Hidden messages, features or jokes in apps and websites are commonly known in hacker jargon as easter eggs, because they’re supposed to be found and enjoyed, but they’re not supposed to be immediately obvious.
One of the most famous easter eggs in commercial software history – if not the most complex – was the hidden flight simulator (really!) in Microsoft Excel 97.
How to fly in Excel 97. Open New workbook. Hit
F5. Type in
L97:X97 [Enter][Tab]. Ctrl-Shift-Click on the Chart Wizard icon. Fly using mouse. Hit
[Esc] to end.
Sometimes, amusingly, it wasn’t games hidden in business apps, but business apps hidden in games.
One of the most famous computer games in software history, the first IBM PC version of Tetris, had a hidden spreadsheet as its easter egg, or more accurately as its boss mode.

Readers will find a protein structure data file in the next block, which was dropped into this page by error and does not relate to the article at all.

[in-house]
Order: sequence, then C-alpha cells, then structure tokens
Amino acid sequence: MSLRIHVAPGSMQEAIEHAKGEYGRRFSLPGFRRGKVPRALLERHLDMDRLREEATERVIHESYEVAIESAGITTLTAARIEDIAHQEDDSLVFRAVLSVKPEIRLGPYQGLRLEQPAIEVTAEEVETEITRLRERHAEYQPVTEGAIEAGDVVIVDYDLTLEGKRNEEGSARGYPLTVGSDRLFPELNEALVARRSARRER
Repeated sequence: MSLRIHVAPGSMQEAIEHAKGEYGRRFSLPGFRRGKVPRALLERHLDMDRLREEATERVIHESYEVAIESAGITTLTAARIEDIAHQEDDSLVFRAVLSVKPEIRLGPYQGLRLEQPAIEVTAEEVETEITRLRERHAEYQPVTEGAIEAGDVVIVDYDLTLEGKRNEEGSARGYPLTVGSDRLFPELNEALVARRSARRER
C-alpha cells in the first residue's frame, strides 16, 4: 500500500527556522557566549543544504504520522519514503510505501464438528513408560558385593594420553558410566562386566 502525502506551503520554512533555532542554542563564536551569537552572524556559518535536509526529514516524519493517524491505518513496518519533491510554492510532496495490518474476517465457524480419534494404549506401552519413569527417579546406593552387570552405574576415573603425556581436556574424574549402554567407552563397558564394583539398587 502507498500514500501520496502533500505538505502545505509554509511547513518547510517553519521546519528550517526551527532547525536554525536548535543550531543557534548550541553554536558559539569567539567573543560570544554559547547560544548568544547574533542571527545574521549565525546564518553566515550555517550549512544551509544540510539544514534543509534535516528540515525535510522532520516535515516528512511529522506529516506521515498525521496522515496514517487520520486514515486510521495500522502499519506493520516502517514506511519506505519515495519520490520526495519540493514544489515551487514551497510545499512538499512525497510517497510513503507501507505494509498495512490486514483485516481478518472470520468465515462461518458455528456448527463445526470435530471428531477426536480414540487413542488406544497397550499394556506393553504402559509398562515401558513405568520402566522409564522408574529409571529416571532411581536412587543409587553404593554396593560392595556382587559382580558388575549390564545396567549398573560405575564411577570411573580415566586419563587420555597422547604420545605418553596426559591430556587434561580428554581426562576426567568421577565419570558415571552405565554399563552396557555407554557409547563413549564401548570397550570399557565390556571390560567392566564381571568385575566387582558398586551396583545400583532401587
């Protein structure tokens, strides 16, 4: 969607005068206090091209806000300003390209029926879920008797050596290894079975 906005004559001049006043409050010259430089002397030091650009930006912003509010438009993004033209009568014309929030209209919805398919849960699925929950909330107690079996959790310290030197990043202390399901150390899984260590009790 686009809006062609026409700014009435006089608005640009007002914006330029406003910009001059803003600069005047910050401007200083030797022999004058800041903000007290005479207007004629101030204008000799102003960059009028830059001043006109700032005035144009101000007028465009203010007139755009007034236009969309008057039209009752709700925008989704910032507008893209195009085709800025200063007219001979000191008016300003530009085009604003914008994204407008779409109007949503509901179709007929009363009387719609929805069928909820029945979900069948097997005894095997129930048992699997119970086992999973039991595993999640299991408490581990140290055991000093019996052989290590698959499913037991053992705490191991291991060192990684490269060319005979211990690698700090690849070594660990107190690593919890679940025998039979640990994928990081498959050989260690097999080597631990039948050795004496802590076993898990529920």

Boss mode, activated with the boss key, often
Alt-B so it was quick to type, popped up a more dubious sort of easter egg intended as a decoy.
Boss screens were meant to cover the display instantly with what might just about look like real work if your boss suddenly appeared on the horizon.
As you can imagine, hidden and undocumented code of this sort is not as common these days, because it’s not a terribly good cybersecurity look.
After all, if there’s a whole flight simulator hidden behind some sort of esoteric incantation involving the keyboard and the mouse (in Word 97, the easter egg was a pinball game), how well was it tested?
How thoroughly was the code reviewed? How official was the process by which the code was added to the source tree? What else was snuck in there by developers and never noticed at all? Did the person who approved the digital signing of the shipped software even know that easter egg code existed? Are customers entitled to official support and patches for the easter egg? If not, why not?
Having said that, even the very latest version of Microsoft Edge contains an openly secret surfing game that you can access by visiting the special URL